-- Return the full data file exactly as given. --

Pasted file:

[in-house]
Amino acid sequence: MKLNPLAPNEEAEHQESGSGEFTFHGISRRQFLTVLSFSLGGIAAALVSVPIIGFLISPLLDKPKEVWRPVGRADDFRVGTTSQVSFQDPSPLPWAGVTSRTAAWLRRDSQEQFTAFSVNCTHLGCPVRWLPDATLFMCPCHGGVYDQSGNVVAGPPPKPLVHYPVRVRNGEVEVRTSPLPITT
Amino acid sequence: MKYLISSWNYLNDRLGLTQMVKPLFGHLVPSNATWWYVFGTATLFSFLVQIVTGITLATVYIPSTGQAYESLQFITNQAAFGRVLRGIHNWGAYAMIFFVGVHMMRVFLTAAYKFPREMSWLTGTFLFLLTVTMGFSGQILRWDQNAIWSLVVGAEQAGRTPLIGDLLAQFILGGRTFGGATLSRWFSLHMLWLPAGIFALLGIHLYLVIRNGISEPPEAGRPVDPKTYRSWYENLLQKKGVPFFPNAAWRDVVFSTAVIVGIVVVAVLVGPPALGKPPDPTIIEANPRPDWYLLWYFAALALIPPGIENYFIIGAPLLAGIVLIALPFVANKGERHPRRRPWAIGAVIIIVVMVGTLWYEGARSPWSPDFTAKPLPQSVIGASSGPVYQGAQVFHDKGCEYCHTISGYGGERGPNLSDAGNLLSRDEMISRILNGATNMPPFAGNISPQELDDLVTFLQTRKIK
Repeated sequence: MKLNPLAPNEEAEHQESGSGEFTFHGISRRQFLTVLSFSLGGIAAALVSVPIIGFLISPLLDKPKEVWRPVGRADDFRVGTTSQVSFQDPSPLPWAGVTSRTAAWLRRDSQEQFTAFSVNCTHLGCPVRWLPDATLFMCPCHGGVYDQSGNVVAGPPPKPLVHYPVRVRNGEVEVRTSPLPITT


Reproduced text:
[in-house]
Amino acid sequence: MKLNPLAPNEEAEHQESGSGEFTFHGISRRQFLTVLSFSLGGIAAALVSVPIIGFLISPLLDKPKEVWRPVGRADDFRVGTTSQVSFQDPSPLPWAGVTSRTAAWLRRDSQEQFTAFSVNCTHLGCPVRWLPDATLFMCPCHGGVYDQSGNVVAGPPPKPLVHYPVRVRNGEVEVRTSPLPITT
Amino acid sequence: MKYLISSWNYLNDRLGLTQMVKPLFGHLVPSNATWWYVFGTATLFSFLVQIVTGITLATVYIPSTGQAYESLQFITNQAAFGRVLRGIHNWGAYAMIFFVGVHMMRVFLTAAYKFPREMSWLTGTFLFLLTVTMGFSGQILRWDQNAIWSLVVGAEQAGRTPLIGDLLAQFILGGRTFGGATLSRWFSLHMLWLPAGIFALLGIHLYLVIRNGISEPPEAGRPVDPKTYRSWYENLLQKKGVPFFPNAAWRDVVFSTAVIVGIVVVAVLVGPPALGKPPDPTIIEANPRPDWYLLWYFAALALIPPGIENYFIIGAPLLAGIVLIALPFVANKGERHPRRRPWAIGAVIIIVVMVGTLWYEGARSPWSPDFTAKPLPQSVIGASSGPVYQGAQVFHDKGCEYCHTISGYGGERGPNLSDAGNLLSRDEMISRILNGATNMPPFAGNISPQELDDLVTFLQTRKIK
Repeated sequence: MKLNPLAPNEEAEHQESGSGEFTFHGISRRQFLTVLSFSLGGIAAALVSVPIIGFLISPLLDKPKEVWRPVGRADDFRVGTTSQVSFQDPSPLPWAGVTSRTAAWLRRDSQEQFTAFSVNCTHLGCPVRWLPDATLFMCPCHGGVYDQSGNVVAGPPPKPLVHYPVRVRNGEVEVRTSPLPITT